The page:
The last Obama FCC Chairman Genachowski kicked the can down the road and left office without addressing these issues. The new FCC Chair is pointed in the right direction, but he needs to get across the finish line.

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    Which is better: Ignorance or Knowledge?

    Last week Federal Communications Commission Chair Tom Wheeler concluded that he was not comfortable with part of a comprehensive study of the media marketplace and decided to eliminate the portion of the study that gave him concern.

     

    Why would the chair of an independent federal regulatory agency want to stop conducting research? Well, in this case he was falsely accused of launching a government effort to tell reporters and journalists what to write and report. If the FCC had been planning to do such a thing, all of us would have breathed a sigh of relief that such an effort was cancelled. 

     

    But the truth of the matter is that last week conservative activists scored a victory in favor of ignorance over facts. This so-called controversy has a lot in common with the false debate over whether greenhouse gas causes climate change or whether smoking causes cancer. It is entirely possible next week we'll hear accusations that the studies are really all about affirmative action or voting fraud or some other conservative lightening rod.

     

    But, I can hear even my friends on the left asking, shouldn't the government always steer clear of any hint of impacting journalism? The truth is, a wide variety of laws and policies already impact journalism. Everything from libel laws, to copyright rules, to cable access channels, to broadcast indecency prohibitions impact journalism and media. The real question is, do you want an agency that makes media and communications policy to do so without a fundamental understanding of how the media marketplace works? Apparently the critics last week would rather the FCC function from a place of ignorance rather than knowledge.  

     

    This lack of knowledge has been a real problem for the FCC. In fact, a number of policies that many of last week's critics presumably support have been overturned in court because the FCC did not have the facts and analysis to support its decisions. George Bush's FCC tried twice to substantially relax rules that would have led to significantly more consolidation in the media. The courts said no--not because the court has a view on whether big media or competitive media is better--but because the FCC didn't have enough legitimate data to back up its rule changes.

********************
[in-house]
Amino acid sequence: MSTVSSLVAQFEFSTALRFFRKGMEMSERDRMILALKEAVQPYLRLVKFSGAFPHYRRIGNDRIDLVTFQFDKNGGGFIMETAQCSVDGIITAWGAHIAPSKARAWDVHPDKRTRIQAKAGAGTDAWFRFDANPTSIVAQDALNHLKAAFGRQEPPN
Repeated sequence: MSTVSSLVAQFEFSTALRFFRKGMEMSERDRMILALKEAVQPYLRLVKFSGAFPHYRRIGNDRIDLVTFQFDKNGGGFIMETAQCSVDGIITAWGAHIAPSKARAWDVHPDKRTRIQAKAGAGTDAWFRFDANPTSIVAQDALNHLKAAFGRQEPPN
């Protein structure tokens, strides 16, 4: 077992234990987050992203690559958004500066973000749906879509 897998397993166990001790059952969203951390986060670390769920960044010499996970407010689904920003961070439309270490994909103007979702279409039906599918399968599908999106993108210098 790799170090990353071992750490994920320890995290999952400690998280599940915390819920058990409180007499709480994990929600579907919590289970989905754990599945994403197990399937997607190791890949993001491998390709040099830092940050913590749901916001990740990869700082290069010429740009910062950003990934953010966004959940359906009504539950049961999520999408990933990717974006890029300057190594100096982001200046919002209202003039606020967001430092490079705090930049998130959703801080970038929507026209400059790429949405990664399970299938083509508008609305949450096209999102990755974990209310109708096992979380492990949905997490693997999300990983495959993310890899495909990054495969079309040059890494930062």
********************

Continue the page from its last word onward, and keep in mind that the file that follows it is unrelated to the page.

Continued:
We can all agree that media and journalism functions best when many outlet and many journalists compete with one another for stories. Journalism functions best when reporters reflect the wide variety of people and communities that are part of these United States. Could a reporter that has never set foot in rural Alabama or remote Wyoming do justice to the stories that impact people there? Shouldn't our media cover both Latinos who are personally or professionally impact by immigration reform in addition to people who strongly oppose it? Often our very lives depend on the media. Just ask people out west evacuating from wild fires or people trying to find safe drinking water in West Virginia. People use media of all kinds to find jobs, learn how to safeguard their own health, pinpoint this morning's traffic jam, or figure out which candidate to support in the next election.   It matters to all of us that the systems we use work well. We can allow the media to get bigger and bigger and swallow up all different points of view into a single, infotainment-producing monolith. Or, we can adopt policies that promote competition and vibrancy in the marketplace of ideas.

     

    So back to the studies debated so intensely last week. That research protocol was part of a multi-year deliberate process to assemble all the scholarship on the media's function, building on a comprehensive study and a literature review of more than 500 studies conducted by the University of Southern California Annenberg Communications and Journalism School and a phalanx of the leading scholars in the field. The research design was available to the public since last May, when the FCC sought input and comment. The process underway was designed to test the research instrument to verify its effectiveness in the field.